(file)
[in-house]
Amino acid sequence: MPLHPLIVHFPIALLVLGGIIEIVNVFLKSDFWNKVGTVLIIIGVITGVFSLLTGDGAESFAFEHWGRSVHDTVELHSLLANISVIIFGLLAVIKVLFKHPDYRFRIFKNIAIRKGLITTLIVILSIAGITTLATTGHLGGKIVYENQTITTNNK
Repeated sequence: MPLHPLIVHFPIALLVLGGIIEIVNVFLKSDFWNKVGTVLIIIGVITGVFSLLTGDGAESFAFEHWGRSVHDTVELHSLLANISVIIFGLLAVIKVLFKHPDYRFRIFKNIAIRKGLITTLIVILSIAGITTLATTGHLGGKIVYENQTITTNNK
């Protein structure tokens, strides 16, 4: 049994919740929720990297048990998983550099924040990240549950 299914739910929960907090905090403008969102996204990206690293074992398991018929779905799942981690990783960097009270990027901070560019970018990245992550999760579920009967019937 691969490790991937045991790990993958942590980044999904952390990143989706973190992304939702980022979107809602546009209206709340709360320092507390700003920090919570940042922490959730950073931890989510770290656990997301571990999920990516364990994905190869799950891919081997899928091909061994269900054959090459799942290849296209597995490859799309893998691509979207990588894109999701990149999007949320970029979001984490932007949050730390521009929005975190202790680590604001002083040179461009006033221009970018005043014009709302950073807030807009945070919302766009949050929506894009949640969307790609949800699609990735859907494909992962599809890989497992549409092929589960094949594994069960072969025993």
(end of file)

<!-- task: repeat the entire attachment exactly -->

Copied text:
[in-house]
Amino acid sequence: MPLHPLIVHFPIALLVLGGIIEIVNVFLKSDFWNKVGTVLIIIGVITGVFSLLTGDGAESFAFEHWGRSVHDTVELHSLLANISVIIFGLLAVIKVLFKHPDYRFRIFKNIAIRKGLITTLIVILSIAGITTLATTGHLGGKIVYENQTITTNNK
Repeated sequence: MPLHPLIVHFPIALLVLGGIIEIVNVFLKSDFWNKVGTVLIIIGVITGVFSLLTGDGAESFAFEHWGRSVHDTVELHSLLANISVIIFGLLAVIKVLFKHPDYRFRIFKNIAIRKGLITTLIVILSIAGITTLATTGHLGGKIVYENQTITTNNK
């Protein structure tokens, strides 16, 4: 049994919740929720990297048990998983550099924040990240549950 299914739910929960907090905090403008969102996204990206690293074992398991018929779905799942981690990783960097009270990027901070560019970018990245992550999760579920009967019937 691969490790991937045991790990993958942590980044999904952390990143989706973190992304939702980022979107809602546009209206709340709360320092507390700003920090919570940042922490959730950073931890989510770290656990997301571990999920990516364990994905190869799950891919081997899928091909061994269900054959090459799942290849296209597995490859799309893998691509979207990588894109999701990149999007949320970029979001984490932007949050730390521009929005975190202790680590604001002083040179461009006033221009970018005043014009709302950073807030807009945070919302766009949050929506894009949640969307790609949800699609990735859907494909992962599809890989497992549409092929589960094949594994069960072969025993």